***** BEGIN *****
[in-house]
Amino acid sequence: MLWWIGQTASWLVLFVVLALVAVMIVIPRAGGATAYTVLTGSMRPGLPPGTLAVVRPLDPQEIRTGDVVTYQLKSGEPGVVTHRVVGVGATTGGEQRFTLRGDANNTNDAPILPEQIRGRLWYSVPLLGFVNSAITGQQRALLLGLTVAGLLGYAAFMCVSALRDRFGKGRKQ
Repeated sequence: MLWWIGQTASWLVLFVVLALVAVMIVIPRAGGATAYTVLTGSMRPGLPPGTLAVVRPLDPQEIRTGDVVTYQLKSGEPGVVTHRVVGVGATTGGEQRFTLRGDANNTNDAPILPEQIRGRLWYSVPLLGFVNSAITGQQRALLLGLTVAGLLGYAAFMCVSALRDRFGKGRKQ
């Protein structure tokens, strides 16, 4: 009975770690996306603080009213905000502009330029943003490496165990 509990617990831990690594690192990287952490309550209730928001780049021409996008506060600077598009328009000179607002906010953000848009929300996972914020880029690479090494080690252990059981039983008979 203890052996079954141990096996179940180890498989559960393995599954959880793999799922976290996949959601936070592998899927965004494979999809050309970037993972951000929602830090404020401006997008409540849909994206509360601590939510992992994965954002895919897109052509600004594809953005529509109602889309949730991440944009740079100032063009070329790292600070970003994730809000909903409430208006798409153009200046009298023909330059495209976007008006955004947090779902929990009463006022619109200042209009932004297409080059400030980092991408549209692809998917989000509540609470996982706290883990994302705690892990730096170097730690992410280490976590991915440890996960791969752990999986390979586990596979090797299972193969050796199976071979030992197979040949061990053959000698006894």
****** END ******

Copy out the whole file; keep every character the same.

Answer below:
[in-house]
Amino acid sequence: MLWWIGQTASWLVLFVVLALVAVMIVIPRAGGATAYTVLTGSMRPGLPPGTLAVVRPLDPQEIRTGDVVTYQLKSGEPGVVTHRVVGVGATTGGEQRFTLRGDANNTNDAPILPEQIRGRLWYSVPLLGFVNSAITGQQRALLLGLTVAGLLGYAAFMCVSALRDRFGKGRKQ
Repeated sequence: MLWWIGQTASWLVLFVVLALVAVMIVIPRAGGATAYTVLTGSMRPGLPPGTLAVVRPLDPQEIRTGDVVTYQLKSGEPGVVTHRVVGVGATTGGEQRFTLRGDANNTNDAPILPEQIRGRLWYSVPLLGFVNSAITGQQRALLLGLTVAGLLGYAAFMCVSALRDRFGKGRKQ
């Protein structure tokens, strides 16, 4: 009975770690996306603080009213905000502009330029943003490496165990 509990617990831990690594690192990287952490309550209730928001780049021409996008506060600077598009328009000179607002906010953000848009929300996972914020880029690479090494080690252990059981039983008979 203890052996079954141990096996179940180890498989559960393995599954959880793999799922976290996949959601936070592998899927965004494979999809050309970037993972951000929602830090404020401006997008409540849909994206509360601590939510992992994965954002895919897109052509600004594809953005529509109602889309949730991440944009740079100032063009070329790292600070970003994730809000909903409430208006798409153009200046009298023909330059495209976007008006955004947090779902929990009463006022619109200042209009932004297409080059400030980092991408549209692809998917989000509540609470996982706290883990994302705690892990730096170097730690992410280490976590991915440890996960791969752990999986390979586990596979090797299972193969050796199976071979030992197979040949061990053959000698006894």